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Video: Precast Prestressed T Form Construction - Including Concrete Form Oil Application

Learn how a double T structural prestressed concrete member is plant produced.

Thanks to the Florida Precast Concrete Association.


This video will explain the entire process of producing a double T prestressed concrete unit at a prestressing plant. A double T is used primarily in parking structures, but can be used in virtually any type of building including office buildings, industrial buildings, and schools to name a few.



Randy Neumeyer: Double Ts are kind of a unique product with having the capability of having a very long span. When we start talking long spans, you're talking 60 feet plus, and sometimes go as high as 120 feet.


Narrator: The typical day of a prestressing plant usually starts very early in the morning. The product from the previous days' casting has cured by now, and the pieces need to be stripped from the form to get ready for today's casting.


For any prestressing plant, it is very important to maintain a clean plant. Maintaining neatness is not only positive from an image standpoint, but also from a safety standpoint, since any debris that might be leftover from the day before could create a tripping hazard or other safety problem.



The first part of the process is setting up of the form. A thorough cleaning of the entire form is done with basic labor and appropriate cleaning equipment. Concrete form oil is applied. Setting the side forms, or in the case of a typical double T, the forms may be fixed forms with an appropriate draft to allow for easy stripping. Once the bed is cleaned, it's ready for setting up today's cast.

This particular bed is set up for five double Ts, each about 60 feet long. The bed has a total length of 400 feet. This is a self stressing form, where the form itself is designed to take the total prestress force in compression, and also to handle the eccentricity of the strands. Sometimes the producer may use a form that is set between bulkheads that are built right into the ground. The prestressing force is then resisted entirely by the bulkheads and their foundations.



Next, the strands are placed in the form and extended from end to end. Crew members thread the strands through each of the dividers, and then run them through the stressing plates at each end. They typical spacing of the strands is approximately two inches. This divider is a steel device that separates the individual double T units from one another. A gap of about a foot is typical between the ends of the adjacent pieces. This gap is required so the strands can be accessed and cut, and that each double T can be stripped from the forms.

The next step is the tensioning of the strands. In this case, we have a strand pattern with straight strands of 6 strands in each stem, as shown here. The strands are first tensioned to about two to five kips based on the gauge pressure reading. In this case, a mark is made on the strand after the preload is applied. The strand is then tensioned to the specified level and is measured using the gauge pressure on the hydraulic pump.


The QC technician then checks the elongation against the theoretical elongation. The requirement that is the force on the gauge and the elongation must match within five percent. If that tolerance is not achieved, the reason must be established, and the strand my have to be de-tensioned and re-tensioned.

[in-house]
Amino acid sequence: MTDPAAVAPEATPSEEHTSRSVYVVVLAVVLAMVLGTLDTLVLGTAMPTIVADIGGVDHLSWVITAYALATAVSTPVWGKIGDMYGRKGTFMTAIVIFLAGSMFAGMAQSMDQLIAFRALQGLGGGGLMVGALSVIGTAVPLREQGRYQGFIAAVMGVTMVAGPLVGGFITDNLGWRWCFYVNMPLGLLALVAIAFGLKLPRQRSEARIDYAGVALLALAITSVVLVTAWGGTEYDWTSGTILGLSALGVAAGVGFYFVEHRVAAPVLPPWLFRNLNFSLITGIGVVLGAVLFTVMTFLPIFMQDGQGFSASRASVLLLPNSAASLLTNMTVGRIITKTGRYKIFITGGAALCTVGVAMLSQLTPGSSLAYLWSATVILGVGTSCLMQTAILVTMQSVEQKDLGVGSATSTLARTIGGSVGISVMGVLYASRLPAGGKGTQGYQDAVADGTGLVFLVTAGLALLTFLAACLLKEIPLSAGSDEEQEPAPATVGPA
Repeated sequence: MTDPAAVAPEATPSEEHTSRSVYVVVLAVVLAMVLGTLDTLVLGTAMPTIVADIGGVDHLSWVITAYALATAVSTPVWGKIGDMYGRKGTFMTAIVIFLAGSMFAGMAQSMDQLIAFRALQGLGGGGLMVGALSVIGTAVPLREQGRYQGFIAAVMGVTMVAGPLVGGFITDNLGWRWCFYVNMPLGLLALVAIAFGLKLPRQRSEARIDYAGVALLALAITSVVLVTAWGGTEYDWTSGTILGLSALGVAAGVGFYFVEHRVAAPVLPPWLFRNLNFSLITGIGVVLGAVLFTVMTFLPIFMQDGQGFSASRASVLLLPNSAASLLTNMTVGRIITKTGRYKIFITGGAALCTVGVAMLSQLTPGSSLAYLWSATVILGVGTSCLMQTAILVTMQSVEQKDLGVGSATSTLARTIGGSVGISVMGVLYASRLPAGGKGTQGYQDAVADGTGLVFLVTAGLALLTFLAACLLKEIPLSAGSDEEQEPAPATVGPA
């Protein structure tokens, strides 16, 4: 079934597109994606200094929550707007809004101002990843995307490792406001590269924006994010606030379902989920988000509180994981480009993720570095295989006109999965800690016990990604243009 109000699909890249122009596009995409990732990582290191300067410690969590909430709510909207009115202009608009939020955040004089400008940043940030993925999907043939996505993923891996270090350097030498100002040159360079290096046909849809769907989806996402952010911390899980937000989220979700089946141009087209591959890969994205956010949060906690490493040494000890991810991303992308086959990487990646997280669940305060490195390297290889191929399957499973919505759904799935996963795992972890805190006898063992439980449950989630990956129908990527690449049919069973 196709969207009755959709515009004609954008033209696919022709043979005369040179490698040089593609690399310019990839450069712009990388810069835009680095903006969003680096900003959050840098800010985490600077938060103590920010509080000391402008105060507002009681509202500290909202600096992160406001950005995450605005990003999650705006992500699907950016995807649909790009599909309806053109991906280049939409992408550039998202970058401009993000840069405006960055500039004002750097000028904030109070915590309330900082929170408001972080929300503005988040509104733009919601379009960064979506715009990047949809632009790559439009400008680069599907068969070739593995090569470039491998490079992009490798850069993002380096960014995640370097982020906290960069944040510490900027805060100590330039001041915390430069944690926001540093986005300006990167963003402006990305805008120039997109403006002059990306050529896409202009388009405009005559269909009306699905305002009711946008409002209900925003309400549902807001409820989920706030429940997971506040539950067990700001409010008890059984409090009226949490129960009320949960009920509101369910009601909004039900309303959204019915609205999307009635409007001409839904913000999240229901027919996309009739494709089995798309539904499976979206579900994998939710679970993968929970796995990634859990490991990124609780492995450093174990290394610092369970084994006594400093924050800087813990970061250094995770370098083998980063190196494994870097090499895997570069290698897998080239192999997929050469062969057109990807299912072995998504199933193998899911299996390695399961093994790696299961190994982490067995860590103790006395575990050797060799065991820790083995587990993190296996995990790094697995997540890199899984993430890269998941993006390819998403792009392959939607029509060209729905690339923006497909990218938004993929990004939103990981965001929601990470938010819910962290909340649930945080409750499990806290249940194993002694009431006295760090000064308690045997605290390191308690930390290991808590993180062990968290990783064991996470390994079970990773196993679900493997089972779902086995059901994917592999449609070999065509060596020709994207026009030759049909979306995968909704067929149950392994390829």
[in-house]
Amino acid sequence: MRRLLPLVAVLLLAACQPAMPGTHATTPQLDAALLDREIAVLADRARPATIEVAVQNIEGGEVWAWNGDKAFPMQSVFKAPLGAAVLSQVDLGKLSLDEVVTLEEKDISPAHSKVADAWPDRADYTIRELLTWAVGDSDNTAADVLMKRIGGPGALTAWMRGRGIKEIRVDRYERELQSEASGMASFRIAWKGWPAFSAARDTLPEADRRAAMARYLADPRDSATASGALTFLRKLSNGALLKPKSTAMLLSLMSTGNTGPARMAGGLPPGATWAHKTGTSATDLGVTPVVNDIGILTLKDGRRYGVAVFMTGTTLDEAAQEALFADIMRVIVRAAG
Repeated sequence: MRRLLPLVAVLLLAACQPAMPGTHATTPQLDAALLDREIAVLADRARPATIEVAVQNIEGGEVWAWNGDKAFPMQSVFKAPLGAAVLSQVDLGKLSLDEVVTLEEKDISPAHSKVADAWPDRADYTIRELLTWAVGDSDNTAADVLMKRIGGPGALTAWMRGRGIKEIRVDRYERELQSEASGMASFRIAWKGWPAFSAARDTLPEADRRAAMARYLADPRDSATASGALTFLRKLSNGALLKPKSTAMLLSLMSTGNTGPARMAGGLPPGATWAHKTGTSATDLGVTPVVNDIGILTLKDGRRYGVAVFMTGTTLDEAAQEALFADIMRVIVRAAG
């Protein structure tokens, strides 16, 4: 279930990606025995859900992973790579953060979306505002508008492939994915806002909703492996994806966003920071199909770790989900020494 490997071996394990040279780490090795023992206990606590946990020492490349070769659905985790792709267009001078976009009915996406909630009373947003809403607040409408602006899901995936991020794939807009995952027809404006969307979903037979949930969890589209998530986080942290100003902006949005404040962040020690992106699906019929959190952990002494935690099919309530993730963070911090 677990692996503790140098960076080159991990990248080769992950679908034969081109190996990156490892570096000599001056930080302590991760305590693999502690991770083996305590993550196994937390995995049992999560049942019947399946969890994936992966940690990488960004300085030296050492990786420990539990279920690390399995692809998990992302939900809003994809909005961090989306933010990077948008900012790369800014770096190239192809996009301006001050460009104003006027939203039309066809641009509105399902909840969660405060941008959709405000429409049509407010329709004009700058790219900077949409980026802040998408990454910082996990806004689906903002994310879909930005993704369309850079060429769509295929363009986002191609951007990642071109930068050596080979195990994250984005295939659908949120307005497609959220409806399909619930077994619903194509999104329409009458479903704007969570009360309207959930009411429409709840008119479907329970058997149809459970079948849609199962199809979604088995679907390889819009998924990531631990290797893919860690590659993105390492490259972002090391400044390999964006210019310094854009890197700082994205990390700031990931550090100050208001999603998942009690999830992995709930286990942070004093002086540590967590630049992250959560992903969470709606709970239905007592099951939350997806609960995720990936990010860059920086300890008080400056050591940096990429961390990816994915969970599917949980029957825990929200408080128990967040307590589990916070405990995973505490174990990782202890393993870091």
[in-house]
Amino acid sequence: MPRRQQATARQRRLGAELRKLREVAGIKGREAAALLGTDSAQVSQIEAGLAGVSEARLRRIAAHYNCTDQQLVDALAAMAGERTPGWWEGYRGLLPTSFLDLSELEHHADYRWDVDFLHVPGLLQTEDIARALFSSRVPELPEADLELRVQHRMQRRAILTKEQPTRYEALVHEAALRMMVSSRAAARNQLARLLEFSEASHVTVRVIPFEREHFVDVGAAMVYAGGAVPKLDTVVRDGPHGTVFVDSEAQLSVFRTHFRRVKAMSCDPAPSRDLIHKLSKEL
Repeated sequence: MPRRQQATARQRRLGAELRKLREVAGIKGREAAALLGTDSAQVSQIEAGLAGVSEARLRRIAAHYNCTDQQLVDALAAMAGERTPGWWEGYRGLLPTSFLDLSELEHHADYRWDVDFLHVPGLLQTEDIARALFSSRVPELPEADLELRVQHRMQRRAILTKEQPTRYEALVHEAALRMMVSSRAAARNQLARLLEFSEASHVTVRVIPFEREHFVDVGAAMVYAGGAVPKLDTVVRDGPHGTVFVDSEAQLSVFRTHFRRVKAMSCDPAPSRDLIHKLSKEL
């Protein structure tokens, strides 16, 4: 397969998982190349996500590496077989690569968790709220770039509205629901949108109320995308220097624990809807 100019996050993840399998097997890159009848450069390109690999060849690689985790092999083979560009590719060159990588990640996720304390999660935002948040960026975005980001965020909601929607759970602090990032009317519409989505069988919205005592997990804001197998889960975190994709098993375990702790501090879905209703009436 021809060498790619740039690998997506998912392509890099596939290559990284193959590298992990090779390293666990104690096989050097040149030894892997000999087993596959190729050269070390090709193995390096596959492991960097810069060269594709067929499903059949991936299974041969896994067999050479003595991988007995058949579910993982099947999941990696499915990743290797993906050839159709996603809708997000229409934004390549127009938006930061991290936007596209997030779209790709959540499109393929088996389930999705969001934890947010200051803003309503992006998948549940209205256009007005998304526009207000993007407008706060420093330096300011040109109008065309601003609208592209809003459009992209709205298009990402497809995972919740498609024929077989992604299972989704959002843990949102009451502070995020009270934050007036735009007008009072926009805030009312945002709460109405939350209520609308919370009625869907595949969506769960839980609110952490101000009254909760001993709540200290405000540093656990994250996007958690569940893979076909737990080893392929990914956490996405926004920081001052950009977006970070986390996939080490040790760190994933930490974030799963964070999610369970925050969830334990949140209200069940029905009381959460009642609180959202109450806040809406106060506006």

After the strands of this double T are all stressed, the remaining embeds are set in place. These include stem reinforcing, lifting devices that will be used to strip and handle the piece, forms for blockouts in the flange, and forms for blockouts in the stems. Flange reinforcing and flange connectors or vectors along the edges.

In this case, one of the double Ts in the bed has typical flange connectors applied along one edge, and special flat plate connectors applied along the other edge, to accommodate connections across an expansion joint.

The form is now ready to have concrete poured, but only after a pre-pour quality control check has been made, and the QC person signs off on it. This QC check can also be done by the bed superintendent and depends on the particular plant's practices. Either way, the check is critical to ensure an end product with the highest quality.


Russell D.: There's always things you look for. The mesh. You look for anything that could be touching the stems on the bottom, any wire ties that might've fell in there, 'cause that would develop some type of little rust spot.

You check the length. You wanna make sure that the damps are correct. Do we have the strand stripped properly. So there are a lot of critical areas that you need to verify.

Narrator: Concrete is mixed at the batch plant under tightly controlled conditions. The cement is supplied using tanker trucks. Here, the cement is being blown from the tanker, through piping, to the cement silos.

When needed, aggregates are delivered to bins in the batch plant. The aggregates are stored outside of the batch plant in separate bins. In this case, an enclosed vertical bin system is utilized. During winter, in northern climates, the aggregates must be heated to get them to float properly through the batching system and to maintain proper concrete mix temperatures.


Payloaders are used to shuffle materials to the conveyor belt. Computers are used to proportion the materials for the desired concrete mix. Cement, sand, stone, water, and add mixtures are measure according to signals from the computer.

 

Resources from the Florida Precast Concrete Association

Why Precast?

Discover the Freedom of Precast Concrete

Designing with Precast Concrete

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